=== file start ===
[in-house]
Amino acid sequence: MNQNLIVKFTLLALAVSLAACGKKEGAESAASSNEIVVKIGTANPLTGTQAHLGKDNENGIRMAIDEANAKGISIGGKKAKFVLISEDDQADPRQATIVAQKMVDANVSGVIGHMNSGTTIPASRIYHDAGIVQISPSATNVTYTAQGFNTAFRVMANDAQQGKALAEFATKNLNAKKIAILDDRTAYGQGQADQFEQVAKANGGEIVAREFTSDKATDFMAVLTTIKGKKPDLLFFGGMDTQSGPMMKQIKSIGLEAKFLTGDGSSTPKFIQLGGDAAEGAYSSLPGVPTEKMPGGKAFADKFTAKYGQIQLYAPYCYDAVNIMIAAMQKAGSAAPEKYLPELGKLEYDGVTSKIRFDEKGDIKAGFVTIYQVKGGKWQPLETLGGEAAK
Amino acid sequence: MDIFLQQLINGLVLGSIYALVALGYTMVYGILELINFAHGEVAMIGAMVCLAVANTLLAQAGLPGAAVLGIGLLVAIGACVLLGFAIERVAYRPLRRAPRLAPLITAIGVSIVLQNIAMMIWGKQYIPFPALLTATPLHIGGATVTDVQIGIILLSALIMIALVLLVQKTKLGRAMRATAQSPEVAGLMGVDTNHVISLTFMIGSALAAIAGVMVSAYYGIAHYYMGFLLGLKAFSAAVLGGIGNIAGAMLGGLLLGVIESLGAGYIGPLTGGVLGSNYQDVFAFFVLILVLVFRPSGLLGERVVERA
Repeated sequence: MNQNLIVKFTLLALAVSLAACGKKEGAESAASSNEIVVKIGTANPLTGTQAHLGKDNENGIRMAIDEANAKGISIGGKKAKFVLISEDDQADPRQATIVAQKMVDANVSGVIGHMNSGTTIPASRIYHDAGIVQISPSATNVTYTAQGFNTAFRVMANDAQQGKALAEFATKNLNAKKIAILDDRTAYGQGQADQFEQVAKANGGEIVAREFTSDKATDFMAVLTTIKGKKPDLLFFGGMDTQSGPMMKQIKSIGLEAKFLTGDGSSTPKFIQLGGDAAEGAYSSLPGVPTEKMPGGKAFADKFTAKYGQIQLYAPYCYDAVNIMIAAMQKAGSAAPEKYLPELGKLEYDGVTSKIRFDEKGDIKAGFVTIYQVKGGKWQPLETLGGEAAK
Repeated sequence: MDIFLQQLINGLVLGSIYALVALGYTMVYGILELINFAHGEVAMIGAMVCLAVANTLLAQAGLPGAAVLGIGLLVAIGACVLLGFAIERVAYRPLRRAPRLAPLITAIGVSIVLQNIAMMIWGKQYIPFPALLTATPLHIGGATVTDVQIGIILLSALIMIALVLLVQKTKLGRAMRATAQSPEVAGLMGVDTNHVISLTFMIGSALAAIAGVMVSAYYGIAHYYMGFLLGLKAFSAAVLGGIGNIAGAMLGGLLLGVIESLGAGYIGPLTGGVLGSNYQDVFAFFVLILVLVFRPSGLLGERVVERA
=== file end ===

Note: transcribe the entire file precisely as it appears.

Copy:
[in-house]
Amino acid sequence: MNQNLIVKFTLLALAVSLAACGKKEGAESAASSNEIVVKIGTANPLTGTQAHLGKDNENGIRMAIDEANAKGISIGGKKAKFVLISEDDQADPRQATIVAQKMVDANVSGVIGHMNSGTTIPASRIYHDAGIVQISPSATNVTYTAQGFNTAFRVMANDAQQGKALAEFATKNLNAKKIAILDDRTAYGQGQADQFEQVAKANGGEIVAREFTSDKATDFMAVLTTIKGKKPDLLFFGGMDTQSGPMMKQIKSIGLEAKFLTGDGSSTPKFIQLGGDAAEGAYSSLPGVPTEKMPGGKAFADKFTAKYGQIQLYAPYCYDAVNIMIAAMQKAGSAAPEKYLPELGKLEYDGVTSKIRFDEKGDIKAGFVTIYQVKGGKWQPLETLGGEAAK
Amino acid sequence: MDIFLQQLINGLVLGSIYALVALGYTMVYGILELINFAHGEVAMIGAMVCLAVANTLLAQAGLPGAAVLGIGLLVAIGACVLLGFAIERVAYRPLRRAPRLAPLITAIGVSIVLQNIAMMIWGKQYIPFPALLTATPLHIGGATVTDVQIGIILLSALIMIALVLLVQKTKLGRAMRATAQSPEVAGLMGVDTNHVISLTFMIGSALAAIAGVMVSAYYGIAHYYMGFLLGLKAFSAAVLGGIGNIAGAMLGGLLLGVIESLGAGYIGPLTGGVLGSNYQDVFAFFVLILVLVFRPSGLLGERVVERA
Repeated sequence: MNQNLIVKFTLLALAVSLAACGKKEGAESAASSNEIVVKIGTANPLTGTQAHLGKDNENGIRMAIDEANAKGISIGGKKAKFVLISEDDQADPRQATIVAQKMVDANVSGVIGHMNSGTTIPASRIYHDAGIVQISPSATNVTYTAQGFNTAFRVMANDAQQGKALAEFATKNLNAKKIAILDDRTAYGQGQADQFEQVAKANGGEIVAREFTSDKATDFMAVLTTIKGKKPDLLFFGGMDTQSGPMMKQIKSIGLEAKFLTGDGSSTPKFIQLGGDAAEGAYSSLPGVPTEKMPGGKAFADKFTAKYGQIQLYAPYCYDAVNIMIAAMQKAGSAAPEKYLPELGKLEYDGVTSKIRFDEKGDIKAGFVTIYQVKGGKWQPLETLGGEAAK
Repeated sequence: MDIFLQQLINGLVLGSIYALVALGYTMVYGILELINFAHGEVAMIGAMVCLAVANTLLAQAGLPGAAVLGIGLLVAIGACVLLGFAIERVAYRPLRRAPRLAPLITAIGVSIVLQNIAMMIWGKQYIPFPALLTATPLHIGGATVTDVQIGIILLSALIMIALVLLVQKTKLGRAMRATAQSPEVAGLMGVDTNHVISLTFMIGSALAAIAGVMVSAYYGIAHYYMGFLLGLKAFSAAVLGGIGNIAGAMLGGLLLGVIESLGAGYIGPLTGGVLGSNYQDVFAFFVLILVLVFRPSGLLGERVVERA